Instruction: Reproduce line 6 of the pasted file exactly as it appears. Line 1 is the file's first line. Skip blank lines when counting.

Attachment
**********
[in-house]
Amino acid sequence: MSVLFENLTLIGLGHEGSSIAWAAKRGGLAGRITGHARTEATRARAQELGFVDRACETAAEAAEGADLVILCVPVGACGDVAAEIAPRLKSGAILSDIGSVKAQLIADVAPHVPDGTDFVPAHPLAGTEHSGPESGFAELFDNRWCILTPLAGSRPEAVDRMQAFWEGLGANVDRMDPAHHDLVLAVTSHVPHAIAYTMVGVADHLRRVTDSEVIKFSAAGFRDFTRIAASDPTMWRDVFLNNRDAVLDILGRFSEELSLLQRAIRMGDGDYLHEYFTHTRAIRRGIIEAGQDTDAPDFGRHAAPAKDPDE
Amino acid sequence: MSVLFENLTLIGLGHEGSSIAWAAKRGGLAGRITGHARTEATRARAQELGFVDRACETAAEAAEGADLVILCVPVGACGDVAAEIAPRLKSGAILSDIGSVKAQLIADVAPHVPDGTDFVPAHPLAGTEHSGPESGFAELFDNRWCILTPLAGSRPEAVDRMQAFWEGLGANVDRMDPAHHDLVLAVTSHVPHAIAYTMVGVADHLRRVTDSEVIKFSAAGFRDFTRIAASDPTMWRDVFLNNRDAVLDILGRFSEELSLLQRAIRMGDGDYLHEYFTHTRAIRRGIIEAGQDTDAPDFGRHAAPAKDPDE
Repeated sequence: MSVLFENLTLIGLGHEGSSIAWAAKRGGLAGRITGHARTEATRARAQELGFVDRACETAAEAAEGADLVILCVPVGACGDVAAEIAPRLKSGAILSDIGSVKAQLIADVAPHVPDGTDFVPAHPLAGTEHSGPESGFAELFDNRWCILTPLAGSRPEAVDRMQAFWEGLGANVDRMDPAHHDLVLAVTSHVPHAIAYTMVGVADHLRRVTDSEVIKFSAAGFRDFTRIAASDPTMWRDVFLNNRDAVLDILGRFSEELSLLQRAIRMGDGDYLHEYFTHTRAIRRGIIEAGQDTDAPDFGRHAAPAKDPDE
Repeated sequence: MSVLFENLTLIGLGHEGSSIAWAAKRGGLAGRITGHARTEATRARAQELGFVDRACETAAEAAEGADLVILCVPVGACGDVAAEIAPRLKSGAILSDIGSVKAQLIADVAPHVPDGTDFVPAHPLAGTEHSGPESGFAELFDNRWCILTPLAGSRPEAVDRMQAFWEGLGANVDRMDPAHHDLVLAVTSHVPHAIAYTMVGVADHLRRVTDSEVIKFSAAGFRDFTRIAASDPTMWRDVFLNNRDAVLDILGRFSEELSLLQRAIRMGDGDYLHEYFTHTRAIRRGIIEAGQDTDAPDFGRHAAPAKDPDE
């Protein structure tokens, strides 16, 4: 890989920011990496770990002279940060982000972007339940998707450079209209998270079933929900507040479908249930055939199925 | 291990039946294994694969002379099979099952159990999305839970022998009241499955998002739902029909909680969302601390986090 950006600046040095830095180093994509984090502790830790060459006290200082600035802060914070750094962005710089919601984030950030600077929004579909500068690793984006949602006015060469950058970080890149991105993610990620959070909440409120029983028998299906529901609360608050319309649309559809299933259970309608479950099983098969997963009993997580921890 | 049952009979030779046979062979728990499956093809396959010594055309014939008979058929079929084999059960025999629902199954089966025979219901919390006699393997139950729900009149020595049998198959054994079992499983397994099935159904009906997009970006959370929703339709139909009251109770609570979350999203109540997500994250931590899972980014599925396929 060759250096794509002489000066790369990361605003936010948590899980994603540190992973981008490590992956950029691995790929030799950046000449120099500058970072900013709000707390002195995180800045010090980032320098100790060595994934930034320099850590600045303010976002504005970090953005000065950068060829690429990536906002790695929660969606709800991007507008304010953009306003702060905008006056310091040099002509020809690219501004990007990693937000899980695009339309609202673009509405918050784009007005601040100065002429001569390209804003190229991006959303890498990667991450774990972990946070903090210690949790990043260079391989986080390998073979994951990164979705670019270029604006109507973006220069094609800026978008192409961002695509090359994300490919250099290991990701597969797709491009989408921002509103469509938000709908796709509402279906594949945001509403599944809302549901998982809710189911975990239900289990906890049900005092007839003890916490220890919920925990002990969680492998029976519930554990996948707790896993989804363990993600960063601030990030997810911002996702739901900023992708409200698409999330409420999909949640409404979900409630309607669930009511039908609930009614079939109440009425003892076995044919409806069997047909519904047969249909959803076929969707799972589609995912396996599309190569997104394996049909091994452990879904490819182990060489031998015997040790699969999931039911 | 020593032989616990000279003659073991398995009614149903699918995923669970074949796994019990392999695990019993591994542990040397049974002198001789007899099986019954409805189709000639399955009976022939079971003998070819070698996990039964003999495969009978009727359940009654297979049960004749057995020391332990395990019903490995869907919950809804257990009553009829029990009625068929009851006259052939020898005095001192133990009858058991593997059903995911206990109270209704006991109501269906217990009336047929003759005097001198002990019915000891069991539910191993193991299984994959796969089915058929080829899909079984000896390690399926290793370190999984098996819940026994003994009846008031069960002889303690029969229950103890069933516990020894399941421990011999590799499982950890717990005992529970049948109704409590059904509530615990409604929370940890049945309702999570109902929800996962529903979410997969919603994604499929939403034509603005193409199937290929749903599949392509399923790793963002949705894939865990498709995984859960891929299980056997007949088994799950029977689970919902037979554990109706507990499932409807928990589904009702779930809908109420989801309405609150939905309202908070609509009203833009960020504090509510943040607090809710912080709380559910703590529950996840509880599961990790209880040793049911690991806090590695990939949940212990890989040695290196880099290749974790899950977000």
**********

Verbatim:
């Protein structure tokens, strides 16, 4: 890989920011990496770990002279940060982000972007339940998707450079209209998270079933929900507040479908249930055939199925 | 291990039946294994694969002379099979099952159990999305839970022998009241499955998002739902029909909680969302601390986090 950006600046040095830095180093994509984090502790830790060459006290200082600035802060914070750094962005710089919601984030950030600077929004579909500068690793984006949602006015060469950058970080890149991105993610990620959070909440409120029983028998299906529901609360608050319309649309559809299933259970309608479950099983098969997963009993997580921890 | 049952009979030779046979062979728990499956093809396959010594055309014939008979058929079929084999059960025999629902199954089966025979219901919390006699393997139950729900009149020595049998198959054994079992499983397994099935159904009906997009970006959370929703339709139909009251109770609570979350999203109540997500994250931590899972980014599925396929 060759250096794509002489000066790369990361605003936010948590899980994603540190992973981008490590992956950029691995790929030799950046000449120099500058970072900013709000707390002195995180800045010090980032320098100790060595994934930034320099850590600045303010976002504005970090953005000065950068060829690429990536906002790695929660969606709800991007507008304010953009306003702060905008006056310091040099002509020809690219501004990007990693937000899980695009339309609202673009509405918050784009007005601040100065002429001569390209804003190229991006959303890498990667991450774990972990946070903090210690949790990043260079391989986080390998073979994951990164979705670019270029604006109507973006220069094609800026978008192409961002695509090359994300490919250099290991990701597969797709491009989408921002509103469509938000709908796709509402279906594949945001509403599944809302549901998982809710189911975990239900289990906890049900005092007839003890916490220890919920925990002990969680492998029976519930554990996948707790896993989804363990993600960063601030990030997810911002996702739901900023992708409200698409999330409420999909949640409404979900409630309607669930009511039908609930009614079939109440009425003892076995044919409806069997047909519904047969249909959803076929969707799972589609995912396996599309190569997104394996049909091994452990879904490819182990060489031998015997040790699969999931039911 | 020593032989616990000279003659073991398995009614149903699918995923669970074949796994019990392999695990019993591994542990040397049974002198001789007899099986019954409805189709000639399955009976022939079971003998070819070698996990039964003999495969009978009727359940009654297979049960004749057995020391332990395990019903490995869907919950809804257990009553009829029990009625068929009851006259052939020898005095001192133990009858058991593997059903995911206990109270209704006991109501269906217990009336047929003759005097001198002990019915000891069991539910191993193991299984994959796969089915058929080829899909079984000896390690399926290793370190999984098996819940026994003994009846008031069960002889303690029969229950103890069933516990020894399941421990011999590799499982950890717990005992529970049948109704409590059904509530615990409604929370940890049945309702999570109902929800996962529903979410997969919603994604499929939403034509603005193409199937290929749903599949392509399923790793963002949705894939865990498709995984859960891929299980056997007949088994799950029977689970919902037979554990109706507990499932409807928990589904009702779930809908109420989801309405609150939905309202908070609509009203833009960020504090509510943040607090809710912080709380559910703590529950996840509880599961990790209880040793049911690991806090590695990939949940212990890989040695290196880099290749974790899950977000």